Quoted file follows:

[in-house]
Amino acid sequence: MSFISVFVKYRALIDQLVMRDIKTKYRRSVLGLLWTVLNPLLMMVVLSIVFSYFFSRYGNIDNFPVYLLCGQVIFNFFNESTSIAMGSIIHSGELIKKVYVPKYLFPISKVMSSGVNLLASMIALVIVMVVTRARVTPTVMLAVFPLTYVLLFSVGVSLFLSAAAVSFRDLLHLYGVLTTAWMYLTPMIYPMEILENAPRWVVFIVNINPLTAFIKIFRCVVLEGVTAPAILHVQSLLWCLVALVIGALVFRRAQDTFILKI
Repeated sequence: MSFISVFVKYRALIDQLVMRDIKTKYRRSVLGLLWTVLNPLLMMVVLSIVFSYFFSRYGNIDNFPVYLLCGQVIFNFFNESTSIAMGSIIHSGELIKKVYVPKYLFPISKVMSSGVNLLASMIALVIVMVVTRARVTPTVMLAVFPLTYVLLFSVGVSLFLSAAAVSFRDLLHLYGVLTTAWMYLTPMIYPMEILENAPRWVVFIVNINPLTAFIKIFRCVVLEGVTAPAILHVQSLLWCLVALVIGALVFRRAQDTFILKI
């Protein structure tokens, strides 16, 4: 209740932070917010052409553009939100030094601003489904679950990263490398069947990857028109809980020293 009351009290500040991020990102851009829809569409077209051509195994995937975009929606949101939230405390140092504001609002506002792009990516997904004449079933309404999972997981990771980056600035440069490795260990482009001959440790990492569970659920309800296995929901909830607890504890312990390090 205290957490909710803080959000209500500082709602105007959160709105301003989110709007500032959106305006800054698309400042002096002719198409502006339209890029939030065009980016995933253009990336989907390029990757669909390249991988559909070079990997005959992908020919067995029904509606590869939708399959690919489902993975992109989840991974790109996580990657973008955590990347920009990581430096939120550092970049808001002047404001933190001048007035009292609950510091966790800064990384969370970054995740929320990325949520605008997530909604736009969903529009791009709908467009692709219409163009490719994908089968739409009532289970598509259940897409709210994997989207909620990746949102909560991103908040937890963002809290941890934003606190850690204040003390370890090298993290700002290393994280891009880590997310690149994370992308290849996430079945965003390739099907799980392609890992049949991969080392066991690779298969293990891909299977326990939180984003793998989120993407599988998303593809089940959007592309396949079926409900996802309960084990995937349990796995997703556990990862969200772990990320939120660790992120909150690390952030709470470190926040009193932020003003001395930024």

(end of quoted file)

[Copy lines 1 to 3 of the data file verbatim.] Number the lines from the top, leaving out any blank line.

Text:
[in-house]
Amino acid sequence: MSFISVFVKYRALIDQLVMRDIKTKYRRSVLGLLWTVLNPLLMMVVLSIVFSYFFSRYGNIDNFPVYLLCGQVIFNFFNESTSIAMGSIIHSGELIKKVYVPKYLFPISKVMSSGVNLLASMIALVIVMVVTRARVTPTVMLAVFPLTYVLLFSVGVSLFLSAAAVSFRDLLHLYGVLTTAWMYLTPMIYPMEILENAPRWVVFIVNINPLTAFIKIFRCVVLEGVTAPAILHVQSLLWCLVALVIGALVFRRAQDTFILKI
Repeated sequence: MSFISVFVKYRALIDQLVMRDIKTKYRRSVLGLLWTVLNPLLMMVVLSIVFSYFFSRYGNIDNFPVYLLCGQVIFNFFNESTSIAMGSIIHSGELIKKVYVPKYLFPISKVMSSGVNLLASMIALVIVMVVTRARVTPTVMLAVFPLTYVLLFSVGVSLFLSAAAVSFRDLLHLYGVLTTAWMYLTPMIYPMEILENAPRWVVFIVNINPLTAFIKIFRCVVLEGVTAPAILHVQSLLWCLVALVIGALVFRRAQDTFILKI